← Return to Covid may be messing with my DRG Trial

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lorirenee1 (@lorirenee1)

Covid may be messing with my DRG Trial

Neuropathy | Last Active: Jun 25, 2020 | Replies (75)

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@jesfactsmon

Jim, I hope DRG becomes an incredible answer for you, Lori and others. I know my wife has occasional thoughts of taking matters into her own hands and ending the madness once and for all but fortunately for her (and me) these are fleeting, helped by her having periods of reduced pain levels from time to time, being 8-10 on the bad days but seemingly always getting a day with a fair bit of time spent in 2-4 land with brief periods of complete respite. As bad as it is for her she knows it could be worse, if from nothing other than hearing descriptions by fellow sufferers on Connect. I liked your statement elsewhere about how the words "chronic pain" do not begin to describe what this is all about. I pray that DRG can be a possible answer for sufferers of this pernicious, insidious torment.

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Replies to "Jim, I hope DRG becomes an incredible answer for you, Lori and others. I know my..."

@jesfactsmon

Thank you, Hank. I've been following your account of Linda. I know that it's hard for my wife to put up with me and my issues. I try not to burden her down too much with the details, especially details about my mental health stuff. I don't know if a DRG is in my future, but as you well know, we do all we can to find something to numb the pain.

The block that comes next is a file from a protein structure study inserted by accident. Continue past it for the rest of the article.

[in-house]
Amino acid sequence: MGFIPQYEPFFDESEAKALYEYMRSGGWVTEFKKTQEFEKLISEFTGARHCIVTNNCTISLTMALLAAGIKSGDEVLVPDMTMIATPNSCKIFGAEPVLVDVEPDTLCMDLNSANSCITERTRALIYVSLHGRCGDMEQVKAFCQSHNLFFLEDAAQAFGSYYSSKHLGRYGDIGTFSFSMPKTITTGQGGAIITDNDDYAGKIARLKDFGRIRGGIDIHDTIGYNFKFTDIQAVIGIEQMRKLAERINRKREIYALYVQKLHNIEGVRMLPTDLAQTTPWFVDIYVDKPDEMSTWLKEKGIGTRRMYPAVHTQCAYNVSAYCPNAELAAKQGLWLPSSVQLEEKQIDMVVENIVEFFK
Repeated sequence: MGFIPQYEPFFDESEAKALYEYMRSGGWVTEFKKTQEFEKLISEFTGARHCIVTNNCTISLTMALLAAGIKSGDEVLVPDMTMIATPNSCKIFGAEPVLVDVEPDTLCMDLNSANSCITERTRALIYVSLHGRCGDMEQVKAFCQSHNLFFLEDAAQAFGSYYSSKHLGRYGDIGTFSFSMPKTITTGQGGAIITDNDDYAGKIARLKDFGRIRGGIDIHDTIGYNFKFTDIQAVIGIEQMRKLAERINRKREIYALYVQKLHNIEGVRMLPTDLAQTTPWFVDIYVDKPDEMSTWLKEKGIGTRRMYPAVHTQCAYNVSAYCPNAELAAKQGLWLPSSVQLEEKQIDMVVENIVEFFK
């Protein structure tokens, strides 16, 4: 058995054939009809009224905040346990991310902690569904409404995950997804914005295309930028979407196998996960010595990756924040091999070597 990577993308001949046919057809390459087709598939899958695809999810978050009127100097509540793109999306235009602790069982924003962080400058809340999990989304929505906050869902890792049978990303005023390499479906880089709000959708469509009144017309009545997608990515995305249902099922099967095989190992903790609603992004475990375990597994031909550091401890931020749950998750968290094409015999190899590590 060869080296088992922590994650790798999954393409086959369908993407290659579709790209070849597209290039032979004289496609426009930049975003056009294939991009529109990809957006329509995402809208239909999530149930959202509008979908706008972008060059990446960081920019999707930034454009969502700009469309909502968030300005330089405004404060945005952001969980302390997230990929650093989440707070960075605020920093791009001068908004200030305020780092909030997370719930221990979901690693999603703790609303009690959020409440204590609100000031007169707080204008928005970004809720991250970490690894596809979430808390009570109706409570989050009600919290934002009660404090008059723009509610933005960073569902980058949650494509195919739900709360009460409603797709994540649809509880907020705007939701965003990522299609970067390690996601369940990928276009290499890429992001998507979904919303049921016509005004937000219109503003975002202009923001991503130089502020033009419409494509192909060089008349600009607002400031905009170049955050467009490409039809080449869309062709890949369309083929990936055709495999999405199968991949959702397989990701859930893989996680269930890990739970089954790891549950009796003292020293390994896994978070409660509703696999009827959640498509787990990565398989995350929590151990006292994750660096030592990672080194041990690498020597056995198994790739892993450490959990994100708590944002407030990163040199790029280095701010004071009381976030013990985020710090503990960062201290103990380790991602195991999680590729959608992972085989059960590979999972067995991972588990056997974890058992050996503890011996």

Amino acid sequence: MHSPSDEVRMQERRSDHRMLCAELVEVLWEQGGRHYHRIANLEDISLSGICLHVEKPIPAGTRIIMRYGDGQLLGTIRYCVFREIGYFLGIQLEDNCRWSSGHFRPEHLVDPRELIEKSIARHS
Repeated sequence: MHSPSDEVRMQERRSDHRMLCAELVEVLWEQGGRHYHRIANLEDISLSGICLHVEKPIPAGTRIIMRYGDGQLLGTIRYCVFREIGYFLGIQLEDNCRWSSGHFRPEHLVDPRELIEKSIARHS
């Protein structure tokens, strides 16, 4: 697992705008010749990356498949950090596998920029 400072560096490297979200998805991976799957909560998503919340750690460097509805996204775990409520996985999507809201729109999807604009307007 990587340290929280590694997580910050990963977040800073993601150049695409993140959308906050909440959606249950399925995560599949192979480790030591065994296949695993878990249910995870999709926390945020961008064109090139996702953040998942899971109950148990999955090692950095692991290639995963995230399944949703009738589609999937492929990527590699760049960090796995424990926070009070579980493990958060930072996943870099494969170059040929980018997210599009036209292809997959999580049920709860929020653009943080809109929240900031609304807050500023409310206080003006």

There are, of course, many kinds of pain. Suicide wasn't about the neurpathy pain – that didn't kick in until several years later. But I have to say, there have been times in the past few years when the thoughts of dying surfaced because I just wanted the pain in my feet to stop. I've practiced setting goals – things coming up that I didn't want to miss – and I promise myself that I will be safe until then. At first, it was promising to stay safe for one more day. Looking ahead gradually increased as time went on.

It's a big help to have the periodic days when the pain lessens. I don't experience that, but certain activities distract me from the pain – mostly when I'm working outside, planting and weeding, tending to my large yard and gardens. I'm waiting for a part for my riding mower. I haven't been able to use it yet this season, so I have to walk behind my self propelled mower. Walking is painful. But when I notice that my feet are hurting less, I try to focus on it, and savor the lack of pain.

And the time has come to prepare for bed. I dread lying down because that's when I hurt the most, but I don't have trouble going to sleep as a rule.

I hope Linda has a good day tomorrow. (I hope I'm remembering her name correctly.)

Jim

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